Concerns about Stigma Undermine Adolescents' Treatment
Because ADHD frequently persists into adolescence, and continues to undermine
teens' academic and social functioning, most adolescents continue to need
treatment. However, as issues of self-direction and autonomy become
more important for teens, resistance to treatment for ADHD - medication or
otherwise - frequently intensifies and many adolescents stop treatment prematurely.
This is a challenge that many parents struggle with.
It is thus important to understand the factors - particularly adolescents'
perspectives on treatment - that affect the receipt of ADHD treatment during
this critical developmental period. Examining this issue was the focus
of a study published recently in the Journal of Adolescent Health [Bussing
et al (2011). Receiving treatment for Attention-Deficit Hyperactivity Disorder:
Do the perspectives of adolescents matter. Journal of Adolescent
Health, 49, 7-14.]
Participants were 168 adolescents - about 50% female - and their parents
recruited through a public school system in the US. These adolescents
screened positive for ADHD in elementary school and were contacted 6 years
later for a follow-up assessment. At follow-up, over 60% continued to
meet full diagnostic criteria for ADHD and many others still had elevated
levels of ADHD symptoms. The researchers were interested in how many adolescents
had received ADHD treatment in the past year and the parent and child characteristics
that predicted the receipt of treatment.
- Parent Perspectives -
Clinical need - Parents rated their teen on symptoms of ADHD, disruptive
behavior, emotional distress and overall impairment. High levels of
symptoms reflected high clinical need for treatment.
Treatment receptivity - Parents rated how receptive they were towards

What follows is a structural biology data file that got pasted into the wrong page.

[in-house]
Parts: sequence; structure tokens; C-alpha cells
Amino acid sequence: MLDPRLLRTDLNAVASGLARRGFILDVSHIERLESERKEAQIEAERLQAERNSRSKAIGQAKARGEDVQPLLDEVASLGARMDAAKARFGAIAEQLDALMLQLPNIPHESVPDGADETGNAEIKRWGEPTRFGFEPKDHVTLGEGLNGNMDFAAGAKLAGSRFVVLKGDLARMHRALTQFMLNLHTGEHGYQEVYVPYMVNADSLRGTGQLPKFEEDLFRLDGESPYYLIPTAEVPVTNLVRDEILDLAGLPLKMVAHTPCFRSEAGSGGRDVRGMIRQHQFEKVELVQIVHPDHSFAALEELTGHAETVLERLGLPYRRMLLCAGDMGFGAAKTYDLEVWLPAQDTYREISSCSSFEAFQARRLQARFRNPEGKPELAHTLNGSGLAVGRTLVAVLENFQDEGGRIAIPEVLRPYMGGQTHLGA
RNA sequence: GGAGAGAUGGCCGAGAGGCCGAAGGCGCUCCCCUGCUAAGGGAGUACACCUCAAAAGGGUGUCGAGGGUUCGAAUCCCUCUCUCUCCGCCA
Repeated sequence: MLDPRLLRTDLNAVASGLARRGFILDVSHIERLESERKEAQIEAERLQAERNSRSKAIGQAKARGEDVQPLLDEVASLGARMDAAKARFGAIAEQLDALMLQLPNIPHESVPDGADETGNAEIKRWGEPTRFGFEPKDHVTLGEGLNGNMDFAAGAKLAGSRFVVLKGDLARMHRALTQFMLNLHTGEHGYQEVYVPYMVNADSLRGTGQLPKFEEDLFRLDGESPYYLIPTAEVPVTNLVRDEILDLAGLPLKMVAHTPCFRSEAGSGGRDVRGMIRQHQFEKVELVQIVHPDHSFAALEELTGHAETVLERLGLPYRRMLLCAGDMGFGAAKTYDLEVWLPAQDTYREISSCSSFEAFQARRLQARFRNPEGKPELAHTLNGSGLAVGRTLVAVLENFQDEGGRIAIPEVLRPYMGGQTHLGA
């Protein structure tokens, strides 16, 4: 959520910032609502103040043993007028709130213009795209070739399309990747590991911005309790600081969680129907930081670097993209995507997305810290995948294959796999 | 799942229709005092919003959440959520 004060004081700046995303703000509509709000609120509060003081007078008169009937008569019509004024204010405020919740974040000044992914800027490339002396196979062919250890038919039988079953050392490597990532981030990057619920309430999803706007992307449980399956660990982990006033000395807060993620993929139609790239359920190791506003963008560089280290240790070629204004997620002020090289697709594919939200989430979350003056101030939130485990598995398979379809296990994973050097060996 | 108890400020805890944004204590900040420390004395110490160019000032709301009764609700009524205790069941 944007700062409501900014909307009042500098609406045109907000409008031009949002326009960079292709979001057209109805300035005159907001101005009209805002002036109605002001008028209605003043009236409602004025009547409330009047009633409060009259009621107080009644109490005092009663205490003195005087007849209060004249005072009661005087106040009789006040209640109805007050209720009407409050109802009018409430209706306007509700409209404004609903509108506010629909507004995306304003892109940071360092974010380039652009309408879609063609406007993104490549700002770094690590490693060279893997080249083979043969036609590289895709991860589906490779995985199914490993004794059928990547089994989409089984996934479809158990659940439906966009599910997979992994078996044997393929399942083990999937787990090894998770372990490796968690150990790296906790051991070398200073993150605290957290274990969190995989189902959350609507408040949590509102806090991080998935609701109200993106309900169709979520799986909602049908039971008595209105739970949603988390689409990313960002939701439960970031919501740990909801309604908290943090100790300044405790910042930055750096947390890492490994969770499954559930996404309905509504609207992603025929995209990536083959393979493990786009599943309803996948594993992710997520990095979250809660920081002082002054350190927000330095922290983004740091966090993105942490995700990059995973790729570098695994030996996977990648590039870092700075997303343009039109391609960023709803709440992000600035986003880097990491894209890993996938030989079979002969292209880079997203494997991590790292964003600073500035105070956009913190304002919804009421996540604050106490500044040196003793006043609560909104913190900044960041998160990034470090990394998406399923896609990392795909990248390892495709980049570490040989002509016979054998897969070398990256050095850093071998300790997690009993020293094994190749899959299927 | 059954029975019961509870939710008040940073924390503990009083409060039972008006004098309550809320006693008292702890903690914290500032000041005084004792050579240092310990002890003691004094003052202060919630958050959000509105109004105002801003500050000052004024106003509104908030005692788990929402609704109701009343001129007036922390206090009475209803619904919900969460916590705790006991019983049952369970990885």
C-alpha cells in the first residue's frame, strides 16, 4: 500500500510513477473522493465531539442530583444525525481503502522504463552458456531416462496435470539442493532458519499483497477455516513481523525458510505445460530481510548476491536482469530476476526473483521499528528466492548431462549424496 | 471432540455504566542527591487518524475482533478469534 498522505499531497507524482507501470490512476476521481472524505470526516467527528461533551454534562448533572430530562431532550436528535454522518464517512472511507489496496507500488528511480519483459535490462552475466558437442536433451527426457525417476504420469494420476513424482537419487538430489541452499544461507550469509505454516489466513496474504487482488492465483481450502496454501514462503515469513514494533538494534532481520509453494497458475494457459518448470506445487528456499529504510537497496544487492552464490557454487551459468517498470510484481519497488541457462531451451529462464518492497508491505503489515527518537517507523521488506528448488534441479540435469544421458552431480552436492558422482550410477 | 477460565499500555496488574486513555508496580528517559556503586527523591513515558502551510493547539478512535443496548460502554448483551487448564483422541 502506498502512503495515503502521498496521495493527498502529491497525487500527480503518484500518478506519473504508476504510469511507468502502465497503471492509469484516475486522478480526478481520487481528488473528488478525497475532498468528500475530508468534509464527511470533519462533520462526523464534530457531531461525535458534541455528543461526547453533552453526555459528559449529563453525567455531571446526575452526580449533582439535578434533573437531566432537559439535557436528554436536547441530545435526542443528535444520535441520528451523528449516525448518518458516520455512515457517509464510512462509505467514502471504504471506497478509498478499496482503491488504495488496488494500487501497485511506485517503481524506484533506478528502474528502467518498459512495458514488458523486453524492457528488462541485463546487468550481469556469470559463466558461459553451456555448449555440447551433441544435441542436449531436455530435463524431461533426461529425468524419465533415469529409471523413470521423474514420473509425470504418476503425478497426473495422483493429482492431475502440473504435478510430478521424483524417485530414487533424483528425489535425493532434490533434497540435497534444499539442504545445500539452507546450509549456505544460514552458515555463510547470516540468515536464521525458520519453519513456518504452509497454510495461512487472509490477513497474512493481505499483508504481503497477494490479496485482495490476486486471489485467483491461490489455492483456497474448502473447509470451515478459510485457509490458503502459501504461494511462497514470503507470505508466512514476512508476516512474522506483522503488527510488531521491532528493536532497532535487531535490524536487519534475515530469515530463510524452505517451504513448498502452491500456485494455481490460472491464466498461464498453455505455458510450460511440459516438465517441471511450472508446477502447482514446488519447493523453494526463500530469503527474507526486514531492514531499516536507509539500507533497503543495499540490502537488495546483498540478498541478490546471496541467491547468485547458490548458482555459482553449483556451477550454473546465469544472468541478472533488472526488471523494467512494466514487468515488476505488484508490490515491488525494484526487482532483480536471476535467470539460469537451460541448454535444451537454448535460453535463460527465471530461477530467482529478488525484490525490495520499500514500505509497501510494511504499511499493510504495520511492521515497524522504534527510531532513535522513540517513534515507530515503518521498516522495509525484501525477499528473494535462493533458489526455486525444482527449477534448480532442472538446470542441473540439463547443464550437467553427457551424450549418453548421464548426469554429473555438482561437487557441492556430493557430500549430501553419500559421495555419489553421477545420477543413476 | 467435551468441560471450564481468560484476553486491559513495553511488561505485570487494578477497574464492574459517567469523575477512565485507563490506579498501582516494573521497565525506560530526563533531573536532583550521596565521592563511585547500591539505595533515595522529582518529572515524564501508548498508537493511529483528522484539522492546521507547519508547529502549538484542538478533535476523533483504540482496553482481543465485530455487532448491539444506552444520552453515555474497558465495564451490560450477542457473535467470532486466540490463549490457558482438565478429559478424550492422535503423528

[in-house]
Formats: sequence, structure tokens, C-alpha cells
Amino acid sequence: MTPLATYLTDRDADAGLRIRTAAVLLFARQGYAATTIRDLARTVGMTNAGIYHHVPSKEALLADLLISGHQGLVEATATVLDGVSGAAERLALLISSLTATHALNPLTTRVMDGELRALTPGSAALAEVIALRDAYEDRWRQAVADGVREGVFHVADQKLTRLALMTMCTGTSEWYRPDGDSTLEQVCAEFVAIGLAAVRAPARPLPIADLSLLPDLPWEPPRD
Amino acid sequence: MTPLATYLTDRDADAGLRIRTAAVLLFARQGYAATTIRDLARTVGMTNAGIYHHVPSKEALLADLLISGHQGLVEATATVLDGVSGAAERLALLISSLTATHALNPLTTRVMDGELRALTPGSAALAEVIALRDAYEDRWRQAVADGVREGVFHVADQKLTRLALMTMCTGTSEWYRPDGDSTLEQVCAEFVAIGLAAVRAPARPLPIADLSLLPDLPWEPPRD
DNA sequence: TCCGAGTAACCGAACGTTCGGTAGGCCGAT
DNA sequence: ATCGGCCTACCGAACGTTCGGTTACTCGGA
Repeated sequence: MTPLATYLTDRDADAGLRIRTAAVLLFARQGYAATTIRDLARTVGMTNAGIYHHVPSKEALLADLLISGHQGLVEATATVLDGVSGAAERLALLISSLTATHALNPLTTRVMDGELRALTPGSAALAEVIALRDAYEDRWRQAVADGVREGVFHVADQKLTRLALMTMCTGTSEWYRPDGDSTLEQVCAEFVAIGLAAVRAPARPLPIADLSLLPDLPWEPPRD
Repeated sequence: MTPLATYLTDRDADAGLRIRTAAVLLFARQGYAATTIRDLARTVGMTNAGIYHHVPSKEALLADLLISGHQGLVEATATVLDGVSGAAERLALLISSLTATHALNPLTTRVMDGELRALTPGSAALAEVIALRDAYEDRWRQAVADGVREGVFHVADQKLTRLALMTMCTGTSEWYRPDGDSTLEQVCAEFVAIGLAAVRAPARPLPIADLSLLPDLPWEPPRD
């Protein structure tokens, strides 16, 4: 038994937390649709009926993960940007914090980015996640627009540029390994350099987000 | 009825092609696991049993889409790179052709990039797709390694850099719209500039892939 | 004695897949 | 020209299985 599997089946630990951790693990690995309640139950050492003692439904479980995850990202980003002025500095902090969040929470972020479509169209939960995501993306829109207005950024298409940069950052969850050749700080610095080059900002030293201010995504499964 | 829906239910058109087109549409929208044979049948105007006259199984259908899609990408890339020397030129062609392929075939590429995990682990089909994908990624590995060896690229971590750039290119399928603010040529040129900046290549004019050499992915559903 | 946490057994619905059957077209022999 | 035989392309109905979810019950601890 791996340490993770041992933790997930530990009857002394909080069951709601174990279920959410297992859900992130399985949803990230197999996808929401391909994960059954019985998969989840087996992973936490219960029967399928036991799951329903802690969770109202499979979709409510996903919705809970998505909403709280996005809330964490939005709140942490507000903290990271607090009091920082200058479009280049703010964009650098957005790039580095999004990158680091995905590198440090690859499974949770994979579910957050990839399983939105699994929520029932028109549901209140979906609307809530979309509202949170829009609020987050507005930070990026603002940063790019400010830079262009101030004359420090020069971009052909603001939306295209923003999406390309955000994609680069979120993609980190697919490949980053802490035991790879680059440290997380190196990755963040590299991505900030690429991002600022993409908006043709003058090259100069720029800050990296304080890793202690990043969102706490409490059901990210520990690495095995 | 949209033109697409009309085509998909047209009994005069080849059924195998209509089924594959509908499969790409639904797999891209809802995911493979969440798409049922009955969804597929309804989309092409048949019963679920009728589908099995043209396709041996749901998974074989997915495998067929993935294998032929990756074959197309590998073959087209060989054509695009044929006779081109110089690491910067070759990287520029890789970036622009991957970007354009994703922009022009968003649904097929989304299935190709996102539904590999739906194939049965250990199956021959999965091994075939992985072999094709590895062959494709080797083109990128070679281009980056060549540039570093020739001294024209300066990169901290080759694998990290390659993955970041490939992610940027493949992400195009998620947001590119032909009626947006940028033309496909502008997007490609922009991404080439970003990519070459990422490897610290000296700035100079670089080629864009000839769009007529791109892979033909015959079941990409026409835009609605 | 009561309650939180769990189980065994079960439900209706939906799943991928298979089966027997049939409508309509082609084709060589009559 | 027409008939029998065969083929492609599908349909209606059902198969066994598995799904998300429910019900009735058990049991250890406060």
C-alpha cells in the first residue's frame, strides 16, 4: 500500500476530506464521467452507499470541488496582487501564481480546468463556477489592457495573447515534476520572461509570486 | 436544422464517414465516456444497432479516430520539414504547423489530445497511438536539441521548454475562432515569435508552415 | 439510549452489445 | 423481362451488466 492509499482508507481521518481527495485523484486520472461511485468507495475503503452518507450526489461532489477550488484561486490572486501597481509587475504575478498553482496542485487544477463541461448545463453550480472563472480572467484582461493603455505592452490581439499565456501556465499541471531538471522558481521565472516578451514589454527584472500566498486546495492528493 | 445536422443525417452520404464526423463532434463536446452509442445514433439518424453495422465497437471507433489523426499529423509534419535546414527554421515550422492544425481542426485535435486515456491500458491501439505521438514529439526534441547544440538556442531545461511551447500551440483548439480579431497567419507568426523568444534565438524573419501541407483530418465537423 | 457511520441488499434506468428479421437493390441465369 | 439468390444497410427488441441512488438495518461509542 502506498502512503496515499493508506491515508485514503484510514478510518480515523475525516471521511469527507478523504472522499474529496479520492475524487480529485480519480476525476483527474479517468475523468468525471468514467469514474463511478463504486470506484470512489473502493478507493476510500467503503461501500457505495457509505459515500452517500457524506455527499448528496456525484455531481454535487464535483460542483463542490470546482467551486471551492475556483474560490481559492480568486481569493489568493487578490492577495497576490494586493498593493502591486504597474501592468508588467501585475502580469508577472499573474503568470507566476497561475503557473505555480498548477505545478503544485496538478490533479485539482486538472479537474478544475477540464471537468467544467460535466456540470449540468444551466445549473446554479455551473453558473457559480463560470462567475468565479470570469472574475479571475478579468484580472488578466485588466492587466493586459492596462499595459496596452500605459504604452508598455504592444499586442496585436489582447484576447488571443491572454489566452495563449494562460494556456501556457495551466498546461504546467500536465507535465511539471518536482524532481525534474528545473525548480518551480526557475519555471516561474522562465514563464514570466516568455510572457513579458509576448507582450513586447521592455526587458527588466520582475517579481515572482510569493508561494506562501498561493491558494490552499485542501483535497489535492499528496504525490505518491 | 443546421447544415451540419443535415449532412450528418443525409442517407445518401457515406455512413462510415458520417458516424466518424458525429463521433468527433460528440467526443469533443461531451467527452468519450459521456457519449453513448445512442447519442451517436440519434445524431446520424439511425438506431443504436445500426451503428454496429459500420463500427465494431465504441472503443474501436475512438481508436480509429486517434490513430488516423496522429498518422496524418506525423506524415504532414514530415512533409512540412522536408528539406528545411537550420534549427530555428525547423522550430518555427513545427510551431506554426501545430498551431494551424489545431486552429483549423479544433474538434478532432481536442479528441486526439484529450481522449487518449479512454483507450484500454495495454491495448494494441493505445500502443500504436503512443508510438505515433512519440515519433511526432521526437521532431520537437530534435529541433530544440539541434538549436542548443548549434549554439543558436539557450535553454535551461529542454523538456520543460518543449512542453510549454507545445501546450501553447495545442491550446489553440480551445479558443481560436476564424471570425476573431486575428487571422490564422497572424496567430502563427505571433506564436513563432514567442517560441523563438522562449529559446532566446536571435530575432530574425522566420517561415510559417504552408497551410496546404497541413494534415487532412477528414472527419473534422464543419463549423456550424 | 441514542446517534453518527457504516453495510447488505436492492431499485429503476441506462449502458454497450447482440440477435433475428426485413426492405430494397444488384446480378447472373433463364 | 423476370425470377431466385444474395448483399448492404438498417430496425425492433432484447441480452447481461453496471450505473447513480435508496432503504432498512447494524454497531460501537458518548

obtaining medication treatment or counseling for their child.
Caregiver strain - Parents rated the effect of caring for a child
with emotional or behavioral problems, such as demands on time, financial
strain, worry, guilt, and embarrassment. High scores reflect high levels
of strain associated with caring for their child.
- Adolescent Perspectives -
Clinical need - Teens their symptoms of ADHD, disruptive behavior,
emotional distress and overall impairment. High levels of symptoms reflected
high clinical need for treatment.
Treatment receptivity - Teens rated how receptive they were towards
obtaining medication treatment or counseling.
ADHD Stigma - This measure assessed teens' perception that being
diagnosed and treated for ADHD would be stigmatizing.
- Receipt of mental health services -
Lifetime and past-year receipt of mental health services for each adolescent
was gathered through detailed interviews with parents. This interview
inquired about the receipt of services in a wide range of settings and asked
about counseling services and medication treatment.
Lifetime and past year mental health service usage
Although most adolescents, i.e, 79%, had received mental health intervention
at some point in their lives, only 42% received any services in the past year.
This was true even though most continued to meet full diagnostic criteria
for ADHD and/or continued to struggle with symptoms.